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Pressure Testing (furnace installation leak)

  1. Nov 19, 2015 #1
    Chasing a ghost perhaps but in the process of pressure testing a simple propane furnace installation I installed a water Column pressure gauge. Over a period of 11 hours the pressure gauge reading will go from 10" WC to 0" WC. In the course of trying to understand this I installed a manometer in conjunction with the pressure gauge. I should add that this furnace is new and has never be used beyond an initial checkout.

    Extensive testing shows that with an initial test pressure of 11" WC the rate of pressure loss is approximate 0.5" WC/hour. Exhaustive soap bubble testing of the short run of pipe and six fittings between the manual shut off valve and the furnace electric gas valve shows no leaks. So that suggest the the gas valve is leaking either through and/or from the valve body. I will say that there has never been a hint of propane odor.

    The phenomenon that I need help with understanding it that after 15 hours or so with the test in progress and having been pressured to 10" - 12" WC the manometer will show a negative pressure of -3" WC -. This is a U-Tube manometer and is open on one side to atmosphere. So If indeed there is a leak through the electric gas valve - since all piping connections are tight, then the -3" WC is the difference between atmospheric pressure and the pressure inside of the piping and electric gas valve. I should add that the outlet side of the electric gas valve is always at atmosphere. It really looks like that there is a 3" vacuum relative to atmosphere right? But how can this be since the system will go to zero pressure, because of this "ghost" leak and then start to show negative (vacuum)? Nature abhors a vacuum so if there is a leak then the manometer should go to zero and stay there right?

    The ANSI standard for electric gas valves allows for 235 cc/hour leakage passing through the valve and 200 cc/hour out of the valve for a total of 435 cc/hours. Relatively speaking I can't get a handle on what that means in terms of pressure loss. With a base pressure of 11" WC at an ambient temperature of 60 F; I'm trying to figure out of this valve is within spec.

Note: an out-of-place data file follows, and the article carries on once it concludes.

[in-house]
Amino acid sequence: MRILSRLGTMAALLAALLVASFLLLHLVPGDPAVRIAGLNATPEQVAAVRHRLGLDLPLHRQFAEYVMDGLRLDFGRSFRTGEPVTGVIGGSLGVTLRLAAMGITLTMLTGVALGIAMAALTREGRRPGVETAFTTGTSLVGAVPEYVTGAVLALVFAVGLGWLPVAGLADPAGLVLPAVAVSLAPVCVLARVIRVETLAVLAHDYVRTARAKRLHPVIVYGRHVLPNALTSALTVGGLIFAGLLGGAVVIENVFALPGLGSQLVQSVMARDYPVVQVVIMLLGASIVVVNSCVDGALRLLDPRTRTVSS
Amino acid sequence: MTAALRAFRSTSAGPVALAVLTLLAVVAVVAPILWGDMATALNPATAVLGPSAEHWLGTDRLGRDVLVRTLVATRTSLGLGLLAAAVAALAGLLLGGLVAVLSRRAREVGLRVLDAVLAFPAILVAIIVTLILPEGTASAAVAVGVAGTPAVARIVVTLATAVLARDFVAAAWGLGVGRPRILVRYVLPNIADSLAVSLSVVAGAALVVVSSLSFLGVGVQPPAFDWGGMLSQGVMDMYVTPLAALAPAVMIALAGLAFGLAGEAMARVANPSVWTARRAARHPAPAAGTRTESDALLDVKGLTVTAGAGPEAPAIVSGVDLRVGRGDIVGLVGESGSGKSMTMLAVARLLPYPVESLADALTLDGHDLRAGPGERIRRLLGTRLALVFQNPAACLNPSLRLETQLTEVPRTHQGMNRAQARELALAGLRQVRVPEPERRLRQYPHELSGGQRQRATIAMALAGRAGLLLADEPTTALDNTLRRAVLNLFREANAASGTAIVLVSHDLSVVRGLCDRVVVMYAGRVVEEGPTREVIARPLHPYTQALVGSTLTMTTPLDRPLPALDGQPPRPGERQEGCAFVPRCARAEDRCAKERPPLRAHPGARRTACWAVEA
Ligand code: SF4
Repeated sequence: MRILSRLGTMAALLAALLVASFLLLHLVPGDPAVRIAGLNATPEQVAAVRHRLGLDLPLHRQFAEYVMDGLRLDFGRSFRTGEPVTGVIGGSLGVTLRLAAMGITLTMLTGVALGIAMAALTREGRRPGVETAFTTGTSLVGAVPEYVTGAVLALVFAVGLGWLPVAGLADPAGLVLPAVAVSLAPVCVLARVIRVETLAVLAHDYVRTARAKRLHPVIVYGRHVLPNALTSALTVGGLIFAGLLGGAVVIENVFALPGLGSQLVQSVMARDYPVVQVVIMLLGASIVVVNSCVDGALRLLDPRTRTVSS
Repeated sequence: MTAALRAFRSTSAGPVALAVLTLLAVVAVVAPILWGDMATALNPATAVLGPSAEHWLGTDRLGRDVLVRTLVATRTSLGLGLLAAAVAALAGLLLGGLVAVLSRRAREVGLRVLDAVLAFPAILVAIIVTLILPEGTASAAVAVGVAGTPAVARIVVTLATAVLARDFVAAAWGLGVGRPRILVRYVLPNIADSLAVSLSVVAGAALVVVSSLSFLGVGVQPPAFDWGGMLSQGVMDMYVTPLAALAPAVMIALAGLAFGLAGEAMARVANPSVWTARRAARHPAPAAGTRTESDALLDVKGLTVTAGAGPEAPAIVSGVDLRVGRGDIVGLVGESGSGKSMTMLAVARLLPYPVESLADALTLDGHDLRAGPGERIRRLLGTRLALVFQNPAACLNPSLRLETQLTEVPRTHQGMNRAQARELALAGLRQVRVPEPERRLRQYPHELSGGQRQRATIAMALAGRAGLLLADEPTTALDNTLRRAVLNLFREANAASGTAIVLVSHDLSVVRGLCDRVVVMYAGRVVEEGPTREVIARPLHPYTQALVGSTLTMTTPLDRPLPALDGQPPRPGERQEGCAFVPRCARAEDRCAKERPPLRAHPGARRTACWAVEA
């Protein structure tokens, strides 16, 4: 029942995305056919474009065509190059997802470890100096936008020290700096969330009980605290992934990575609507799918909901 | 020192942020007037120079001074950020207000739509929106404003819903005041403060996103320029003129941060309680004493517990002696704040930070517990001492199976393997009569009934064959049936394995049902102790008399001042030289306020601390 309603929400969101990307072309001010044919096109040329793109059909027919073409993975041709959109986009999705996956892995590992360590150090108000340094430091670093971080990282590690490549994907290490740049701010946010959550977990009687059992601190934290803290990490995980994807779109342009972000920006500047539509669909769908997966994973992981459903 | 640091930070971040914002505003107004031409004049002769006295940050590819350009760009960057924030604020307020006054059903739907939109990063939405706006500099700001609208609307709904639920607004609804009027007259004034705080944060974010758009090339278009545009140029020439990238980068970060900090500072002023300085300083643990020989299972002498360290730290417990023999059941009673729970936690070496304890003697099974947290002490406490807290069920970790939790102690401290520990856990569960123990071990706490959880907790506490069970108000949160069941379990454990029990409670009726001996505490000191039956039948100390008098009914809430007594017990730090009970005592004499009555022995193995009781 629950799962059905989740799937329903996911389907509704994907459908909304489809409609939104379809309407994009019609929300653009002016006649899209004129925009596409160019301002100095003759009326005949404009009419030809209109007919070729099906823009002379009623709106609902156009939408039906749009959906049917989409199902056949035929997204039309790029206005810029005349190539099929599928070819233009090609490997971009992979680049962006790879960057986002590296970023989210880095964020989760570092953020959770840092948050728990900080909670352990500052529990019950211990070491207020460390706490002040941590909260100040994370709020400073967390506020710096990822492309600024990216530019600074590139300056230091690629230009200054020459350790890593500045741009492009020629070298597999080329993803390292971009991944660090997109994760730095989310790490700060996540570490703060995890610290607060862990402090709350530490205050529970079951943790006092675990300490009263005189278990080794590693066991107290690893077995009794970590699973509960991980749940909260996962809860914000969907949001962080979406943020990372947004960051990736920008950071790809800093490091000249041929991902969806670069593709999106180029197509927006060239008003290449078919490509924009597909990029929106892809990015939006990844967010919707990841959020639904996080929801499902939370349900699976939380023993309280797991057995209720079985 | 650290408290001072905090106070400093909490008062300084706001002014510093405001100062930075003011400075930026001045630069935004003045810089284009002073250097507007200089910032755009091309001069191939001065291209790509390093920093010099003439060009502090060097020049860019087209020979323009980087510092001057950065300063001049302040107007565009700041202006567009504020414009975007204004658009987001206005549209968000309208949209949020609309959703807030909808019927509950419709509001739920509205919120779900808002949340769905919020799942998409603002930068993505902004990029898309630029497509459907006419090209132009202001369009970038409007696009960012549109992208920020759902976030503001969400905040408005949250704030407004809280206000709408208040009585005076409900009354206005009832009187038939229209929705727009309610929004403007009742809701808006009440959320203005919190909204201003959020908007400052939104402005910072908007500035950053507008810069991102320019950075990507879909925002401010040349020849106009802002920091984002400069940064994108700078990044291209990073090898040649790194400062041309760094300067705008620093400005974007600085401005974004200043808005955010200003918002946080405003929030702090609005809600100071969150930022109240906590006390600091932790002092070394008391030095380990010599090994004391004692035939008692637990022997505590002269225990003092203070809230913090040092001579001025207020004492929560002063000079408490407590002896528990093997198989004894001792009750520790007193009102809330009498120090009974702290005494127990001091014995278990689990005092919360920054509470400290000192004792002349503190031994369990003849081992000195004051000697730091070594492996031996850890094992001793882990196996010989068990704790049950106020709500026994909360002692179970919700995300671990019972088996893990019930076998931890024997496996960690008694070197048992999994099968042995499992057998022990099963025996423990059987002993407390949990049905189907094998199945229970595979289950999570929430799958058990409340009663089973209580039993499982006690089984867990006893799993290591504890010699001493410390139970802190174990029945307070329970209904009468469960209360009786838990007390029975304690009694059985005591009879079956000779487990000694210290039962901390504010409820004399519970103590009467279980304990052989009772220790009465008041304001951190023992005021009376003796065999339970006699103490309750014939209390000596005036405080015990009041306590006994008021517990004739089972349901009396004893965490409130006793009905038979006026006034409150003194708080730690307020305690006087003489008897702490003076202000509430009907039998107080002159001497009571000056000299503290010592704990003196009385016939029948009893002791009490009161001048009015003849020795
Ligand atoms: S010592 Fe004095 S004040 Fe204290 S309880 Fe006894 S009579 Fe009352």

Any help and/or advice will be appreciated. Thanks....
     
  2. jcsd
  3. Nov 21, 2015 #2

    JBA

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    The first questions that come to mind is whether or not the ambient air temperature is constant at the beginning and the end of the test and if any part of the piping system, including attached piping and equipment exposed to radiant or conductive heating or cooling during any period of the test from the sun or another source such as a nearby furnace?
     
  4. Nov 22, 2015 #3

    CWatters

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    +1 on the temperature issue.

    Is the electric valve directional? Some valves will appear to work but leak if installed the wrong way around.
     
  5. Nov 23, 2015 #4
    Thanks JBA for you your reply. Your comment was right on track as it turned out. Wish that I had gotten back to checking for replies to my post sooner than I did because I concluded that I have indeed been chasing a ghost and that ghost had a lot to do with the "attached piping and equipment exposed to radiant or conductive heating or cooling during any period of the test from the sun or another source" as you indicated in your reply. The ambient temperature in the immediate area was fluctuating to some degree but the real variable was the heat sink effect from the through the wall 3/4" black pipe coming from the outside of the building. That effect in conjunction with the barometric pressure fluctuation due to a couple of storm fronts and was impacting my manometer by as much as 3" WC. So sometime on Friday I concluded that those two effects were creating my "ghost".

    My test port for the manometer connection and the WC gauge was in line after a 1/2" valve that when closed would isolate both of them from the rest of the piping. So this morning the outside ambient temperature was 28 F and the ambient temp inside the building was 48 F, and the 1/2" valve had been closed off for 48 hours. The manometer read a negative 9" WC (that's a -9"). So you nailed it and for me this ghost said "boo". There's no leak.
     
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